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Photo: Win McNamee/Getty Images

The massive leak of President Trump's private schedules, which dropped yesterday in the weekly Axios Sneak Peek newsletter, set off internal finger-pointing and speculation more fevered than any since the New York Times' anonymous op-ed.

The big picture: White House insiders said the leak sowed chaos. Cliff Sims, the former White House official who wrote the dishy "Team of Vipers," told me: "There are leaks, and then there are leaks. If most are involuntary manslaughter, this was premeditated murder. People inside are genuinely scared."

  • Madeleine Westerhout‏ — the director of Oval Office operations, who sits outside Trump's door — tweeted: "What a disgraceful breach of trust to leak schedules. What these don’t show are the hundreds of calls and meetings @realDonaldTrump takes everyday."
  • The N.Y. Times' Maggie Haberman tweeted: "A White House aide is weaponizing his schedules, which says a lot about how people in the White House feel about the man they work for."

What happened: The three months of schedules, Axios' Alexi McCammond and Jonathan Swan report, give unprecedented visibility into how this president spends his days.

  • The schedules show that Trump has spent around 60% of his scheduled time over the past three months in unstructured "Executive Time," which includes tweeting, newspaper-reading, TV-watching and phone calls.

Go deeper:

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Go deeper

2 hours ago - Health

U.S. surpasses 25 million COVID cases

A mass COVID-19 vaccination site at Dodger Stadium on Jan. 22 in Los Angeles, California. Photo: Mario Tama/Getty Images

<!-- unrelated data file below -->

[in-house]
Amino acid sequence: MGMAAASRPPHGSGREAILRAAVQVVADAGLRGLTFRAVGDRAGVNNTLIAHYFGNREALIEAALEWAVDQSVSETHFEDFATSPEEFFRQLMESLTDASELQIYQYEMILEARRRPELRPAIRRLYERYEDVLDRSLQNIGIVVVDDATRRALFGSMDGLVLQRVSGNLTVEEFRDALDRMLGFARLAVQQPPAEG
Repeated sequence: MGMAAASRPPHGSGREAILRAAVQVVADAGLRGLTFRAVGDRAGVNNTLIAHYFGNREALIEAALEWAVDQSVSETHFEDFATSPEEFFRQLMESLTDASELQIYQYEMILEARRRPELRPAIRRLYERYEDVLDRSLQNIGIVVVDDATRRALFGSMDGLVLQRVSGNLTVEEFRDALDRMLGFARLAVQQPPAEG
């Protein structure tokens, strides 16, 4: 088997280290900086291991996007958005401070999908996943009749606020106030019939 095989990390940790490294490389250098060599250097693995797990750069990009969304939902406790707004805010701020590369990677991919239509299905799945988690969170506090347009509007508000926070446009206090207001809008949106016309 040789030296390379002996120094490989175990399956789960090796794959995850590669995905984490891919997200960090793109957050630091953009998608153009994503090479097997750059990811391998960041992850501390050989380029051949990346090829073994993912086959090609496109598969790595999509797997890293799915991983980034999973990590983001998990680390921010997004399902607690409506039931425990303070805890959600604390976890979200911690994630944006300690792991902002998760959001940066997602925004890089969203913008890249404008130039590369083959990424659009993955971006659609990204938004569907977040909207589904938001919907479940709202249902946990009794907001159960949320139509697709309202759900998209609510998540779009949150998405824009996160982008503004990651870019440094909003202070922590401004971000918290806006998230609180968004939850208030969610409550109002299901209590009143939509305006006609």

The U.S has confirmed more than 25 million coronavirus cases, per Johns Hopkins data updated on Sunday.

The big picture: President Biden has said he expects the country's death toll to exceed 500,000 people by next month, as the rate of deaths due to the virus continues to escalate.

GOP implosion: Trump threats, payback

Spotted last week on a work van in Evansville, Ind. Photo: Sam Owens/The Evansville Courier & Press via Reuters

The GOP is getting torn apart by a spreading revolt against party leaders for failing to stand up for former President Trump and punish his critics.

Why it matters: Republican leaders suffered a nightmarish two months in Washington. Outside the nation’s capital, it's even worse.

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The limits of Biden's plan to cancel student debt

Data: New York Fed Consumer Credit Panel/Equifax; Chart: Axios Visuals

There’s a growing consensus among Americans who want President Biden to cancel student debt — but addressing the ballooning debt burden is much more complicated than it seems.

Why it matters: Student debt is stopping millions of Americans from buying homes, buying cars and starting families. And the crisis is rapidly getting worse.